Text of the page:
Check out TV5, and bonne exploration!
I just visited some friends in Montréal for a couple of days. One friend is an immigrant from France, originally from Toulouse (close to Mazamet). I asked him about the expression “Est-ce que je vous met la quinte?”. He said he has never heard such an expression used in Toulouse before, but his family has a summer cottage in Brittany.
He says he vaguely remembers a Breton expression “donner la quinte”. He thought in the Brittany context it might mean to “receive or give the bill (ie: in a restaurant)”. But he was not sure. He thought it would likely be a very regional expression and that it could very well have the meaning I understood in the context of my conversation in Mazamet. Interesting.
I just came across two very well-done YouTube videos which give samples of France’s own 28 different accents, as well as the orignal 45 languages in France from the three major French language groups. Check them out below:
- France’s 28 accents: See if you can pick out certain accents (notably from the North and North East) which share some traits with Canadian French accents. It’s quite intriguing in this sense.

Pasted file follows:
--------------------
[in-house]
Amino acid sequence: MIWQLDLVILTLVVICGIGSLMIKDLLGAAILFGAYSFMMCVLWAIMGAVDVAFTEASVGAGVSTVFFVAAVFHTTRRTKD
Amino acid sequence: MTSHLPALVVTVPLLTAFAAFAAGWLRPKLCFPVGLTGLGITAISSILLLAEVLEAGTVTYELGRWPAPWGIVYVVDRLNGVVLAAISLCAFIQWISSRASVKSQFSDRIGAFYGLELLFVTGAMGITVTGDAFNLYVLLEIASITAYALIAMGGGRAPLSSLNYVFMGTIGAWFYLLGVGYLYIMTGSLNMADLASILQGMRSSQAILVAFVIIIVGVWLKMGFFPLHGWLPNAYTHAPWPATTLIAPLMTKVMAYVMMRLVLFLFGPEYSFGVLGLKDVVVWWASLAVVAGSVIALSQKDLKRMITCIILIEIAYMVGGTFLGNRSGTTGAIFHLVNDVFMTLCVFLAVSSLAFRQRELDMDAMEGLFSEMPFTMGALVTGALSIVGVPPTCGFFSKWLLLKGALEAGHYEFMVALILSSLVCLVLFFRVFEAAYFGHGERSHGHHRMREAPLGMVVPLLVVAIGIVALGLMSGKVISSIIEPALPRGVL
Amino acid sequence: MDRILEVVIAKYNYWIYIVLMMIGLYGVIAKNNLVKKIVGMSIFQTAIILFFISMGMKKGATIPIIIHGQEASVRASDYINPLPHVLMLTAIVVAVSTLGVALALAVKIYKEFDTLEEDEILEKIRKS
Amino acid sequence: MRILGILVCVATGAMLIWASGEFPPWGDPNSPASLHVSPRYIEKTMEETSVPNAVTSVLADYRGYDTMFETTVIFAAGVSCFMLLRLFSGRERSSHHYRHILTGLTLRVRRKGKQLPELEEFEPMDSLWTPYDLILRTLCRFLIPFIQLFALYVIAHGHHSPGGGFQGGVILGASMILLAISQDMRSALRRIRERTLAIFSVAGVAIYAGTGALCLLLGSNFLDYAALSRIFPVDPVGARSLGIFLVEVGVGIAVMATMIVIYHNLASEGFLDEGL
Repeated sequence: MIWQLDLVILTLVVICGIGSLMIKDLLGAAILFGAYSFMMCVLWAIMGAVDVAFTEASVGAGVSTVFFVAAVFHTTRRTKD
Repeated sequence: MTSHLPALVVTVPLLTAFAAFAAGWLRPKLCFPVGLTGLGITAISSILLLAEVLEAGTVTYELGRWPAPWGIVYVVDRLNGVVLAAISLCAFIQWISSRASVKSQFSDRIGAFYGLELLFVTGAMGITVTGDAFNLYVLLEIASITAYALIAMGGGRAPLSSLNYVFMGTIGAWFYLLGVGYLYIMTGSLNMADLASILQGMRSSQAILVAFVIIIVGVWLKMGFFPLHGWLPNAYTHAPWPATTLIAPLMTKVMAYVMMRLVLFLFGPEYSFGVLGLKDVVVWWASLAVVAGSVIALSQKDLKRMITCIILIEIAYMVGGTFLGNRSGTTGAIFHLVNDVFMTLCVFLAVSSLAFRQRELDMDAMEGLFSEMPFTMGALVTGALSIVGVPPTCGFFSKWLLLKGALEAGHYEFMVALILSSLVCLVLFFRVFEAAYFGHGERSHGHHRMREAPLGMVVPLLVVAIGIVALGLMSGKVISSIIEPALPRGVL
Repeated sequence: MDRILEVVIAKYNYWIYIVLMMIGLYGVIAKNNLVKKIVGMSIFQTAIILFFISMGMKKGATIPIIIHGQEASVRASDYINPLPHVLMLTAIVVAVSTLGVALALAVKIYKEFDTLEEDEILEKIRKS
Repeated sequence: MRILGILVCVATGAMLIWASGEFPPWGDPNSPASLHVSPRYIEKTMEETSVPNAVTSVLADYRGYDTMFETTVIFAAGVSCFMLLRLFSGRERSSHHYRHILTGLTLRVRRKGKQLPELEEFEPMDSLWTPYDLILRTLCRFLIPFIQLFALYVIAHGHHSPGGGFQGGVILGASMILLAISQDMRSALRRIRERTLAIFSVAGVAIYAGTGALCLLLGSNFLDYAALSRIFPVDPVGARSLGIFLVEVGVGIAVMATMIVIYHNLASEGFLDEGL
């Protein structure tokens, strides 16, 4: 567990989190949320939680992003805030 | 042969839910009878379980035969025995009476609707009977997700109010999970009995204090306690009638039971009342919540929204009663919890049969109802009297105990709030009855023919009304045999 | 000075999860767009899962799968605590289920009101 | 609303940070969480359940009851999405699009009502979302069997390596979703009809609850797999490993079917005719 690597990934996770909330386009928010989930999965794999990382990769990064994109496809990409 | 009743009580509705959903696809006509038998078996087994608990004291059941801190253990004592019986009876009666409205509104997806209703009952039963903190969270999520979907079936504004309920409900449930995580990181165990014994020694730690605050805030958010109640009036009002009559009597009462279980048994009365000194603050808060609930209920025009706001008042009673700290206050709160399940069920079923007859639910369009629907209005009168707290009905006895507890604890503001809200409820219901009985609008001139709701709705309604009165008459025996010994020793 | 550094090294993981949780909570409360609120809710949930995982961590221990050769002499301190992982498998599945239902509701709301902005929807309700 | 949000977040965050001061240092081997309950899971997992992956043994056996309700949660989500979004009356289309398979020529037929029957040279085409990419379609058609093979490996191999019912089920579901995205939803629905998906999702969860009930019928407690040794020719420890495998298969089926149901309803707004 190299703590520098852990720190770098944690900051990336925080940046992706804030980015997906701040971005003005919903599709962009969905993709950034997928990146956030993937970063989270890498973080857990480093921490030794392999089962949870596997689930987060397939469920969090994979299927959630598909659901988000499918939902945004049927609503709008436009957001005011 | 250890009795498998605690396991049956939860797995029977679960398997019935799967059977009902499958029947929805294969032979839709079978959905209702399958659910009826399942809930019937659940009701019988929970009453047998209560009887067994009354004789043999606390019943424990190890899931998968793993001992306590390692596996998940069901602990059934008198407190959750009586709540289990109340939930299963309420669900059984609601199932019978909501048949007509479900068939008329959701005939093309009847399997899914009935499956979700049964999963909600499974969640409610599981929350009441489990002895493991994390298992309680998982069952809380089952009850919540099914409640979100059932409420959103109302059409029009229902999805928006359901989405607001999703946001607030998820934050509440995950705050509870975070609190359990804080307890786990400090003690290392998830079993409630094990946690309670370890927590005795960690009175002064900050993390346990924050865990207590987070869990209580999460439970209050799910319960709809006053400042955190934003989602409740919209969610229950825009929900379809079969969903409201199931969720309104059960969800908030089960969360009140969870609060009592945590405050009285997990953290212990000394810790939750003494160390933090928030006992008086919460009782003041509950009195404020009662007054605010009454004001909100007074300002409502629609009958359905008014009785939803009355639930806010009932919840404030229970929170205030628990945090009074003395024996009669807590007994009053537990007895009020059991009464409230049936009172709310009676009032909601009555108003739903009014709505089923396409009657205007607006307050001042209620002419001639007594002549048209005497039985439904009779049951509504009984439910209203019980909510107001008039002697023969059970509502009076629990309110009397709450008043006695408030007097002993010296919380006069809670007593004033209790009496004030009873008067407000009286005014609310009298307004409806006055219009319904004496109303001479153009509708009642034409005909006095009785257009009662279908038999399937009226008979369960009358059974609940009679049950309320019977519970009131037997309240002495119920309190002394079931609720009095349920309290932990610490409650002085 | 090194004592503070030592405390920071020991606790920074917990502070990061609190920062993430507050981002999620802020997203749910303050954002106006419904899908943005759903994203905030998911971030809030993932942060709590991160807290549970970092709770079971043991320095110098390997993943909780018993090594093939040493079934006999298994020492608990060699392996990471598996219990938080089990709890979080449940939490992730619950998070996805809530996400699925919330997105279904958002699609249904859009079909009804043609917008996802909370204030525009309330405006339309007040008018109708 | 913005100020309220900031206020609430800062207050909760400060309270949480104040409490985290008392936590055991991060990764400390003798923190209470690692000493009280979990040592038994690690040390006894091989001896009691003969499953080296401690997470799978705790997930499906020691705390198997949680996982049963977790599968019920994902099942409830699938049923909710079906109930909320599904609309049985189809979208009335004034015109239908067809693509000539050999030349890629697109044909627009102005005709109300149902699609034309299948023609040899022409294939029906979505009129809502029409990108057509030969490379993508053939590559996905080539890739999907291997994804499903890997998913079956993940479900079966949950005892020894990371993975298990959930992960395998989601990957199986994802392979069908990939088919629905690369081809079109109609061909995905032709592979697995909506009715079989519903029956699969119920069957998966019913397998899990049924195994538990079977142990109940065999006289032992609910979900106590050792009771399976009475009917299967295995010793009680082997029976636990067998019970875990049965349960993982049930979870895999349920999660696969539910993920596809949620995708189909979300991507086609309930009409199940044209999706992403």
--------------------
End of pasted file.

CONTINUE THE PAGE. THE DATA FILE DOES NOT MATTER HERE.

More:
- France’s 45 languages: What I find fascinating about this video is there are some dialect-like languages which, as a speaker of Canadian French, I can seemly (and surprisingly) understand with little difficulty. Two which stick out immediately as relatively easy to understand are Percheron and Poitevin (I’m still quite dumbstruck just how easy they are for me to understand – despite never having heard them before yesterday). I’m not sure others in France would understand them as easily. They seem to share many more traits with our French on this side of the ocean than French in Europe. I suppose it shows that the degrees of separation from the original French dialects which came to Canada in the 1600’s and that which we speak today across Canada and Québec may not have diverged as much as one would think. Other’s which I surprisingly do not have major difficulties understanding are Picard (Ch’ti), Orléanais, Mainiot (which appears to share many traits in common with Acadian French in Canada), as well as Gallo. All of them have a very strange “familiarity” to them (it was actually quite eerie listening to these dialects or languages for the first time… I would describe it as almost like having met a lost relative for the very first time!).